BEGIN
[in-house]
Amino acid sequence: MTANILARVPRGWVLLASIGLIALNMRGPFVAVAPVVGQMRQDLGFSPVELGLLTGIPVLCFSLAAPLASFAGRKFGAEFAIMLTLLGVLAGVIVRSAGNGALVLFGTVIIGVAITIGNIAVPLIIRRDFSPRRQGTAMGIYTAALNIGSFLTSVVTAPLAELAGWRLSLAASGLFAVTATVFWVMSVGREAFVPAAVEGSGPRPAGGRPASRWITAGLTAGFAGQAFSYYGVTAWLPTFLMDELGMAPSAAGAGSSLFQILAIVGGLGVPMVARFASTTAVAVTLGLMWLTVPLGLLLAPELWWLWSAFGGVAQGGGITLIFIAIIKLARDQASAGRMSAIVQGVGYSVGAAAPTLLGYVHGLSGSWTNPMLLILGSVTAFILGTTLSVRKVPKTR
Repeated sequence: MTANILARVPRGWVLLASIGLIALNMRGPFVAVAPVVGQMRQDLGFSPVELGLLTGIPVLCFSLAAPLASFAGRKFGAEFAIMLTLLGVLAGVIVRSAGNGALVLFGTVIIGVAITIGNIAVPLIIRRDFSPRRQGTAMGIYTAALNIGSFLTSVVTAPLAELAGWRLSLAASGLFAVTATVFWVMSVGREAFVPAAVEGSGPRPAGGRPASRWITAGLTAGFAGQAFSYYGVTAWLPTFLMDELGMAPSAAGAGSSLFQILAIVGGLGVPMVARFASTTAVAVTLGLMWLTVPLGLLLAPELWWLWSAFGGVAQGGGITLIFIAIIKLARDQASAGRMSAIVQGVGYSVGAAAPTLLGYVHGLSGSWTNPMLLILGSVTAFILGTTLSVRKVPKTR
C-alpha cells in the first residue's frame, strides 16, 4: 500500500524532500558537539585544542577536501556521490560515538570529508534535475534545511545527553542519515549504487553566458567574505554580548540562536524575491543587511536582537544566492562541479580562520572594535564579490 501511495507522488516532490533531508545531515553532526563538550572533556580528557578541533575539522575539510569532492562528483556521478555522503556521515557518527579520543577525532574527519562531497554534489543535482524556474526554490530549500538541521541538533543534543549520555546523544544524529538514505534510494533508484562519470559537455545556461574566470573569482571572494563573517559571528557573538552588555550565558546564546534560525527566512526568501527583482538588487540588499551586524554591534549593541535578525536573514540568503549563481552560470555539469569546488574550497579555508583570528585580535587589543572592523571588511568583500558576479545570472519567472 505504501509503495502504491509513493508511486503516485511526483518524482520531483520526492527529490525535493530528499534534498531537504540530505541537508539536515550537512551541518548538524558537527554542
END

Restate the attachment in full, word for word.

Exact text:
[in-house]
Amino acid sequence: MTANILARVPRGWVLLASIGLIALNMRGPFVAVAPVVGQMRQDLGFSPVELGLLTGIPVLCFSLAAPLASFAGRKFGAEFAIMLTLLGVLAGVIVRSAGNGALVLFGTVIIGVAITIGNIAVPLIIRRDFSPRRQGTAMGIYTAALNIGSFLTSVVTAPLAELAGWRLSLAASGLFAVTATVFWVMSVGREAFVPAAVEGSGPRPAGGRPASRWITAGLTAGFAGQAFSYYGVTAWLPTFLMDELGMAPSAAGAGSSLFQILAIVGGLGVPMVARFASTTAVAVTLGLMWLTVPLGLLLAPELWWLWSAFGGVAQGGGITLIFIAIIKLARDQASAGRMSAIVQGVGYSVGAAAPTLLGYVHGLSGSWTNPMLLILGSVTAFILGTTLSVRKVPKTR
Repeated sequence: MTANILARVPRGWVLLASIGLIALNMRGPFVAVAPVVGQMRQDLGFSPVELGLLTGIPVLCFSLAAPLASFAGRKFGAEFAIMLTLLGVLAGVIVRSAGNGALVLFGTVIIGVAITIGNIAVPLIIRRDFSPRRQGTAMGIYTAALNIGSFLTSVVTAPLAELAGWRLSLAASGLFAVTATVFWVMSVGREAFVPAAVEGSGPRPAGGRPASRWITAGLTAGFAGQAFSYYGVTAWLPTFLMDELGMAPSAAGAGSSLFQILAIVGGLGVPMVARFASTTAVAVTLGLMWLTVPLGLLLAPELWWLWSAFGGVAQGGGITLIFIAIIKLARDQASAGRMSAIVQGVGYSVGAAAPTLLGYVHGLSGSWTNPMLLILGSVTAFILGTTLSVRKVPKTR
C-alpha cells in the first residue's frame, strides 16, 4: 500500500524532500558537539585544542577536501556521490560515538570529508534535475534545511545527553542519515549504487553566458567574505554580548540562536524575491543587511536582537544566492562541479580562520572594535564579490 501511495507522488516532490533531508545531515553532526563538550572533556580528557578541533575539522575539510569532492562528483556521478555522503556521515557518527579520543577525532574527519562531497554534489543535482524556474526554490530549500538541521541538533543534543549520555546523544544524529538514505534510494533508484562519470559537455545556461574566470573569482571572494563573517559571528557573538552588555550565558546564546534560525527566512526568501527583482538588487540588499551586524554591534549593541535578525536573514540568503549563481552560470555539469569546488574550497579555508583570528585580535587589543572592523571588511568583500558576479545570472519567472 505504501509503495502504491509513493508511486503516485511526483518524482520531483520526492527529490525535493530528499534534498531537504540530505541537508539536515550537512551541518548538524558537527554542